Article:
Education - Mine girl's dream takes root
Girl mine victim's dream for education takes root
Nairobi, December 2004 - In 1995 an eight year old girl faced an audience of hundreds of people from all over the world at an international conference in Geneva and spoke passionately about her plight caused by a landmine that had blown of her legs at an early age.
The venue was an international landmines consultative meeting organized by the UN. The girl was from Northwest Somalia (‘Somaliland’) and she movingly told participants how her life had been changed by the incident when she was just four years old.
Undeterred and unfazed by the audience before her, the little girl went on to make her case heard not only for her sake, but for other victims of landmines: she informed her audience that although she had thereafter obtained artificial limbs, her desire for an education had not been met as she was unable to attend school because the one nearest to her home in Hargeisa, ‘Somaliland’, was on top of a rocky hill about one kilometre away. Obviously, her disability made the hike impossible and hers was a plea for hearing.
Her plea did not go unheeded and luckily for her, UNICEF was represented by its then Deputy Director, Dr Richard Jolly at the conference and she got to meet him. Soon, word of her moving predicament got to the UNICEF Executive Director who as a result pledged UNICEF’s assistance to Faduma. In July 1995, Dr. Richard Jolly, directed then head of UNICEF’s Somalia office, the late Pierce Gerety, to ensure Faduma Bihi received her right to education.
Thereafter, UNICEF’s office in Somalia went to work and considered various options that would enable Faduma to attend school. The options included: home tutoring, arranging transport support, moving Faduma’s family closer to a school or building a small community school in Faduma’s name, within a short walking distance from her home. The latter was eventually selected as the most suitable and least disruptive to Faduma’s life, as well that of her guardians.
Since Faduma had already lost both her father and mother, it would also mean that she would not be plucked out of her community. In addition, such a school would also hold out benefits for Faduma’s friends and numerous other disadvantaged and out-of-school children in her neighborhood. Luckily for UNICEF, the local community also bought into the idea and pledged material and financial contributions.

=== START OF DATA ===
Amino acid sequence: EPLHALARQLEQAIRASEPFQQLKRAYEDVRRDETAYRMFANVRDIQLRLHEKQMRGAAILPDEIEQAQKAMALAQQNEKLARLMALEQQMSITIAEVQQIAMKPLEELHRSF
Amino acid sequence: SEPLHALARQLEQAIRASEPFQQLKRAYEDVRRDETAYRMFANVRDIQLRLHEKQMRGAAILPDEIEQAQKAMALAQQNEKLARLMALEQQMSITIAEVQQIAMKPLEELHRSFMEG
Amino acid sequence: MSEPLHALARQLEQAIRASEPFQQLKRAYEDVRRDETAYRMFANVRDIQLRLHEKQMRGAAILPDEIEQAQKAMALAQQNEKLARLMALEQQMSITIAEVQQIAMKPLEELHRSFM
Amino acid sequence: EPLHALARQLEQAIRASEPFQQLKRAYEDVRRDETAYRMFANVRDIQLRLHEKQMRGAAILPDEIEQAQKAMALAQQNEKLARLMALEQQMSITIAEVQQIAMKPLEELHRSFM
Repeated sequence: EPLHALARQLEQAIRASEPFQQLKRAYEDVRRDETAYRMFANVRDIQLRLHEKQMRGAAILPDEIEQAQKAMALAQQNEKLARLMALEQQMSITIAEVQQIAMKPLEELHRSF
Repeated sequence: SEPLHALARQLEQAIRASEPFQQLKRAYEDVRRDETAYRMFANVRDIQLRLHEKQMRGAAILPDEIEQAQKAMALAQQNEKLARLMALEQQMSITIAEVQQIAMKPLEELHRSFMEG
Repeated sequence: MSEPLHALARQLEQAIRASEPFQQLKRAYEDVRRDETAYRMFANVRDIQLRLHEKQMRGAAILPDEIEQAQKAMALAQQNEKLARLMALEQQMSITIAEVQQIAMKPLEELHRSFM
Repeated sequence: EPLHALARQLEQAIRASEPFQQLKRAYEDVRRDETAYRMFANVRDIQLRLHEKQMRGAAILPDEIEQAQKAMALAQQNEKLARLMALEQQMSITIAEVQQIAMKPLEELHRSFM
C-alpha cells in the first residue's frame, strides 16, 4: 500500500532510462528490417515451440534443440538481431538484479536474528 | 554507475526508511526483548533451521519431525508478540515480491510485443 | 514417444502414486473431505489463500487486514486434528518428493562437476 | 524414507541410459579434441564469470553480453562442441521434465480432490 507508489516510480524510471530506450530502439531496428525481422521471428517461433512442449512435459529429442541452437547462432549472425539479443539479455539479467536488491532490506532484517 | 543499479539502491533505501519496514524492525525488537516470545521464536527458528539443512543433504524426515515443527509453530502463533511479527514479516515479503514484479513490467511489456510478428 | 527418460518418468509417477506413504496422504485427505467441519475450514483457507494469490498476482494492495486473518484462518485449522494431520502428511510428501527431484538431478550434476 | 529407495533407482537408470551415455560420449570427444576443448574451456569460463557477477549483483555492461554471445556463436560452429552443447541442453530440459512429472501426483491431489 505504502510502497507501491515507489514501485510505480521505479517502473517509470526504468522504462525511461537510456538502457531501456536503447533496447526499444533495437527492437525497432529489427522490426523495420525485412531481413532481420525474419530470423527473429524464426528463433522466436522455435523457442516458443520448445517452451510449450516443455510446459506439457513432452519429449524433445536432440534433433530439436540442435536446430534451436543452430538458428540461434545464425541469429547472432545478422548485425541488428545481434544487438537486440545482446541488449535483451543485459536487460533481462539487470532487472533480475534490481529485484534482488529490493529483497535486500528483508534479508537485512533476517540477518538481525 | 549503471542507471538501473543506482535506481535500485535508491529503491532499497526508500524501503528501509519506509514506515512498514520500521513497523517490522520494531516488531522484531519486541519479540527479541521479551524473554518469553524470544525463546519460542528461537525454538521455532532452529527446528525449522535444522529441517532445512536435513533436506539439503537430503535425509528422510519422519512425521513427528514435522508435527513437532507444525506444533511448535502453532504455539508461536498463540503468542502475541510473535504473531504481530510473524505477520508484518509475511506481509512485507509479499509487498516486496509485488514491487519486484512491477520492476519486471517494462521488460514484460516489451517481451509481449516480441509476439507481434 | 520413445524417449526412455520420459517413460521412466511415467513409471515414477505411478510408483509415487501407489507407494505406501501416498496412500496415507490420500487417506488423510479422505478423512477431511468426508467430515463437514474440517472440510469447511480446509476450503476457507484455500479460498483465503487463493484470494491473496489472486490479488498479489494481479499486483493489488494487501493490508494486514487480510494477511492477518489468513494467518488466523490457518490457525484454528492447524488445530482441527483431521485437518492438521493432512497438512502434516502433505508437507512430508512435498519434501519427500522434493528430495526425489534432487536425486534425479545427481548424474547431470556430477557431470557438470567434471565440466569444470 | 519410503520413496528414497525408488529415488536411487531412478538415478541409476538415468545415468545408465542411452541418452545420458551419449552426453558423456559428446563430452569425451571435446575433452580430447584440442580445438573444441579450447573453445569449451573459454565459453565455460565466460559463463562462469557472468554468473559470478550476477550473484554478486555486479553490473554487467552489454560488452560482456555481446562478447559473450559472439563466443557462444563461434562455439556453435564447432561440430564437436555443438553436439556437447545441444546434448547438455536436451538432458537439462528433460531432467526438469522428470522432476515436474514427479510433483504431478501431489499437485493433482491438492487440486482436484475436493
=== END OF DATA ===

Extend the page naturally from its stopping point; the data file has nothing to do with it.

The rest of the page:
By February 1996, words had turned into action: two classrooms, one early childhood care room, one office room and one watchman’s room had been constructed turning into reality the dream of Faduma going to school. By September 1996, the school had 196 pupils of whom about half were girls with three out of four teachers in the school being female. Today, eight years later, the school has five teachers of whom one is female. Faduma too has grown into a mature 17-year-old now attending a secondary school. Her yearnings not only gave her hope, but also extended opportunities to many other children.
The construction of the school was more than just a UNICEF effort. It also involved the local Ahmed Dagah community, the Hargeisa city mayor’s office and the local Ministry of Education. The community’s contribution was through the donation of 6000 square metres of land and planting of trees in the school compound. The Hargeisa mayor’s office donated $21,328, school furniture and took care of landscaping while UNICEF contributed $32,102 to cover 70 per cent of costs of building materials. The Ministry of Education in turn pledged to cover the recruitment of a school head, three teachers and one watchman and the recurrent budget of the school.
UNICEF currently provides textbooks, teacher's guides and education kits to the school. It also supports the training of teachers on the new curriculum.
Faduma Bihi is now in the first year of Ilais Secondary School about five km northwest of her home in the Somaliland capital Hargeisa. The foundation UNICEF and her community laid for her and other children has not been in vain. It has also been a lesson on the challenges that many children maimed by landmines face and the need to support them and their communities.
Faduma who has four brothers has been under the care of aunt who also has seven other children to care. Having grown in time also means that Faduma has grown in perspective.
Currently and as the world continues to wage war against landmines at the Nairobi Summit on a Mine-Free World, away in Somaliland, the little girl who addressed a conference in Geneva years ago has grown older and is a member of women’s organization called HAN in Somali, literally translated into '' Women with Disability and Children’s Organization.'' Faduma’s dream is to be a politician: '' I want to take up the fight against the manufacture of landmines,'' she says.
For a girl who eight years ago moved UNICEF to build a school for her and her community, her latest dream could still be achieved, and the world needs to take notice of her yearnings and those of others like her.